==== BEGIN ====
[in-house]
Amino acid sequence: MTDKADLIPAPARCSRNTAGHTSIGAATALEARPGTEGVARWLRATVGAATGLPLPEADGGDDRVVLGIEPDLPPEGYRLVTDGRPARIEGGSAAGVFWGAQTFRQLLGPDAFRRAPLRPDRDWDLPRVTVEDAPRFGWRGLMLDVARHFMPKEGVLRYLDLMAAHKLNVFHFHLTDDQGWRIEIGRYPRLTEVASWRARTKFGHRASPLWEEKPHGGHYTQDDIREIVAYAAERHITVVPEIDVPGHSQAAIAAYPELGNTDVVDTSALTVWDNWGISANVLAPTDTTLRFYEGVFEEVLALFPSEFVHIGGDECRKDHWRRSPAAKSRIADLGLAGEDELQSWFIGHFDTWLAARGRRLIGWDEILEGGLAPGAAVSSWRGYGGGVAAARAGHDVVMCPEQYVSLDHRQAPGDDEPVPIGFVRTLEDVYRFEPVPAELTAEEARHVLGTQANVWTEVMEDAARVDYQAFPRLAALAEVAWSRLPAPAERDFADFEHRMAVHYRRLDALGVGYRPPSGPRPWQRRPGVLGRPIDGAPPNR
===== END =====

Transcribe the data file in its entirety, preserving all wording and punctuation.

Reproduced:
[in-house]
Amino acid sequence: MTDKADLIPAPARCSRNTAGHTSIGAATALEARPGTEGVARWLRATVGAATGLPLPEADGGDDRVVLGIEPDLPPEGYRLVTDGRPARIEGGSAAGVFWGAQTFRQLLGPDAFRRAPLRPDRDWDLPRVTVEDAPRFGWRGLMLDVARHFMPKEGVLRYLDLMAAHKLNVFHFHLTDDQGWRIEIGRYPRLTEVASWRARTKFGHRASPLWEEKPHGGHYTQDDIREIVAYAAERHITVVPEIDVPGHSQAAIAAYPELGNTDVVDTSALTVWDNWGISANVLAPTDTTLRFYEGVFEEVLALFPSEFVHIGGDECRKDHWRRSPAAKSRIADLGLAGEDELQSWFIGHFDTWLAARGRRLIGWDEILEGGLAPGAAVSSWRGYGGGVAAARAGHDVVMCPEQYVSLDHRQAPGDDEPVPIGFVRTLEDVYRFEPVPAELTAEEARHVLGTQANVWTEVMEDAARVDYQAFPRLAALAEVAWSRLPAPAERDFADFEHRMAVHYRRLDALGVGYRPPSGPRPWQRRPGVLGRPIDGAPPNR